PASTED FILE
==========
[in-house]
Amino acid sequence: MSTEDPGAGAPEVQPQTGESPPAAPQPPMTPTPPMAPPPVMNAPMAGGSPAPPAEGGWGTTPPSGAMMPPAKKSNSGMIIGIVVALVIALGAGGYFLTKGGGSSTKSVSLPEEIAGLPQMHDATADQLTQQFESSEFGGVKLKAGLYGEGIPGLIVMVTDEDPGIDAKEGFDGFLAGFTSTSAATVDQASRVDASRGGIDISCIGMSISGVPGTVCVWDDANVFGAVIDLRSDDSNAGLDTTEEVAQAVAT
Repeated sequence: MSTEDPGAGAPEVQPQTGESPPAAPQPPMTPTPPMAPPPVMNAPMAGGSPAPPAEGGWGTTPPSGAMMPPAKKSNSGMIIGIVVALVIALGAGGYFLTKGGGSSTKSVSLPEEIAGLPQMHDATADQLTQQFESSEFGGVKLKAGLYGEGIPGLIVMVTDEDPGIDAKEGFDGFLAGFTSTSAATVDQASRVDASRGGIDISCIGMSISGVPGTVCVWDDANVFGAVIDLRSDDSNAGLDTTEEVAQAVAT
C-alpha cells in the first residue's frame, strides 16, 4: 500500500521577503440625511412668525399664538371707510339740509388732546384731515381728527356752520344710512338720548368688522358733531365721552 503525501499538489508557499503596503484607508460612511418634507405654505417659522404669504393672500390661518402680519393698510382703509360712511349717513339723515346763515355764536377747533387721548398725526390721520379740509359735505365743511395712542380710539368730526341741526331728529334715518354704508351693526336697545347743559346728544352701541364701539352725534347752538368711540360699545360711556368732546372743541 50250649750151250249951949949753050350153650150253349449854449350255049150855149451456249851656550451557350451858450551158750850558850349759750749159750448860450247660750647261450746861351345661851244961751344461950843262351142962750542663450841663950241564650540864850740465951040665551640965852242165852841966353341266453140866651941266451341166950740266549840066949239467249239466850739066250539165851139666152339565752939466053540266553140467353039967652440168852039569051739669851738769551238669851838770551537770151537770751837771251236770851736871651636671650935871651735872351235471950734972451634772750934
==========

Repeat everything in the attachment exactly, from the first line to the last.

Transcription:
[in-house]
Amino acid sequence: MSTEDPGAGAPEVQPQTGESPPAAPQPPMTPTPPMAPPPVMNAPMAGGSPAPPAEGGWGTTPPSGAMMPPAKKSNSGMIIGIVVALVIALGAGGYFLTKGGGSSTKSVSLPEEIAGLPQMHDATADQLTQQFESSEFGGVKLKAGLYGEGIPGLIVMVTDEDPGIDAKEGFDGFLAGFTSTSAATVDQASRVDASRGGIDISCIGMSISGVPGTVCVWDDANVFGAVIDLRSDDSNAGLDTTEEVAQAVAT
Repeated sequence: MSTEDPGAGAPEVQPQTGESPPAAPQPPMTPTPPMAPPPVMNAPMAGGSPAPPAEGGWGTTPPSGAMMPPAKKSNSGMIIGIVVALVIALGAGGYFLTKGGGSSTKSVSLPEEIAGLPQMHDATADQLTQQFESSEFGGVKLKAGLYGEGIPGLIVMVTDEDPGIDAKEGFDGFLAGFTSTSAATVDQASRVDASRGGIDISCIGMSISGVPGTVCVWDDANVFGAVIDLRSDDSNAGLDTTEEVAQAVAT
C-alpha cells in the first residue's frame, strides 16, 4: 500500500521577503440625511412668525399664538371707510339740509388732546384731515381728527356752520344710512338720548368688522358733531365721552 503525501499538489508557499503596503484607508460612511418634507405654505417659522404669504393672500390661518402680519393698510382703509360712511349717513339723515346763515355764536377747533387721548398725526390721520379740509359735505365743511395712542380710539368730526341741526331728529334715518354704508351693526336697545347743559346728544352701541364701539352725534347752538368711540360699545360711556368732546372743541 50250649750151250249951949949753050350153650150253349449854449350255049150855149451456249851656550451557350451858450551158750850558850349759750749159750448860450247660750647261450746861351345661851244961751344461950843262351142962750542663450841663950241564650540864850740465951040665551640965852242165852841966353341266453140866651941266451341166950740266549840066949239467249239466850739066250539165851139666152339565752939466053540266553140467353039967652440168852039569051739669851738769551238669851838770551537770151537770751837771251236770851736871651636671650935871651735872351235471950734972451634772750934